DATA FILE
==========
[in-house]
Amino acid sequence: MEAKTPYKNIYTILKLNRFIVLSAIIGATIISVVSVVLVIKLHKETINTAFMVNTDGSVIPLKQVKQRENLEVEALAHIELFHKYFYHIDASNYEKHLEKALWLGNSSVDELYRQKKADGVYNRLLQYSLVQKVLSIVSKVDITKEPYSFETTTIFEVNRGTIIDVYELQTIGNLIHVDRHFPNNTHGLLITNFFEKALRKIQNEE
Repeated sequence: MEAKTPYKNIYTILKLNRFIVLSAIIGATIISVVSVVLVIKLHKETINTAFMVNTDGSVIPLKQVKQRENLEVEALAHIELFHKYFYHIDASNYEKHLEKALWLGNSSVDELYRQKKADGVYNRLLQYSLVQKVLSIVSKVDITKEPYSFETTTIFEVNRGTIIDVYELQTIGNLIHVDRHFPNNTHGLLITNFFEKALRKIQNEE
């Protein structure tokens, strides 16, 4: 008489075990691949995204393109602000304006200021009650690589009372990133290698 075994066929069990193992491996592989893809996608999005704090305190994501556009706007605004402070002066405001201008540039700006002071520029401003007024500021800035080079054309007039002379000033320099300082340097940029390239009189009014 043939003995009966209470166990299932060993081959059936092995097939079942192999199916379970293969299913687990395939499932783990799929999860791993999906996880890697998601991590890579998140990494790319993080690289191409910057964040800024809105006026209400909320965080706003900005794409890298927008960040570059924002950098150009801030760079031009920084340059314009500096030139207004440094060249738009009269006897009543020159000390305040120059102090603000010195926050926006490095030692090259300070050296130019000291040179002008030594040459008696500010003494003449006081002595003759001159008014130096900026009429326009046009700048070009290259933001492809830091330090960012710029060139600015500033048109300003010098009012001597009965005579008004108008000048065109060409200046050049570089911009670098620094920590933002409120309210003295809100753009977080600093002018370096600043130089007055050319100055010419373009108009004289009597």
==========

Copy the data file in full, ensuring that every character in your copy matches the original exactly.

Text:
[in-house]
Amino acid sequence: MEAKTPYKNIYTILKLNRFIVLSAIIGATIISVVSVVLVIKLHKETINTAFMVNTDGSVIPLKQVKQRENLEVEALAHIELFHKYFYHIDASNYEKHLEKALWLGNSSVDELYRQKKADGVYNRLLQYSLVQKVLSIVSKVDITKEPYSFETTTIFEVNRGTIIDVYELQTIGNLIHVDRHFPNNTHGLLITNFFEKALRKIQNEE
Repeated sequence: MEAKTPYKNIYTILKLNRFIVLSAIIGATIISVVSVVLVIKLHKETINTAFMVNTDGSVIPLKQVKQRENLEVEALAHIELFHKYFYHIDASNYEKHLEKALWLGNSSVDELYRQKKADGVYNRLLQYSLVQKVLSIVSKVDITKEPYSFETTTIFEVNRGTIIDVYELQTIGNLIHVDRHFPNNTHGLLITNFFEKALRKIQNEE
């Protein structure tokens, strides 16, 4: 008489075990691949995204393109602000304006200021009650690589009372990133290698 075994066929069990193992491996592989893809996608999005704090305190994501556009706007605004402070002066405001201008540039700006002071520029401003007024500021800035080079054309007039002379000033320099300082340097940029390239009189009014 043939003995009966209470166990299932060993081959059936092995097939079942192999199916379970293969299913687990395939499932783990799929999860791993999906996880890697998601991590890579998140990494790319993080690289191409910057964040800024809105006026209400909320965080706003900005794409890298927008960040570059924002950098150009801030760079031009920084340059314009500096030139207004440094060249738009009269006897009543020159000390305040120059102090603000010195926050926006490095030692090259300070050296130019000291040179002008030594040459008696500010003494003449006081002595003759001159008014130096900026009429326009046009700048070009290259933001492809830091330090960012710029060139600015500033048109300003010098009012001597009965005579008004108008000048065109060409200046050049570089911009670098620094920590933002409120309210003295809100753009977080600093002018370096600043130089007055050319100055010419373009108009004289009597």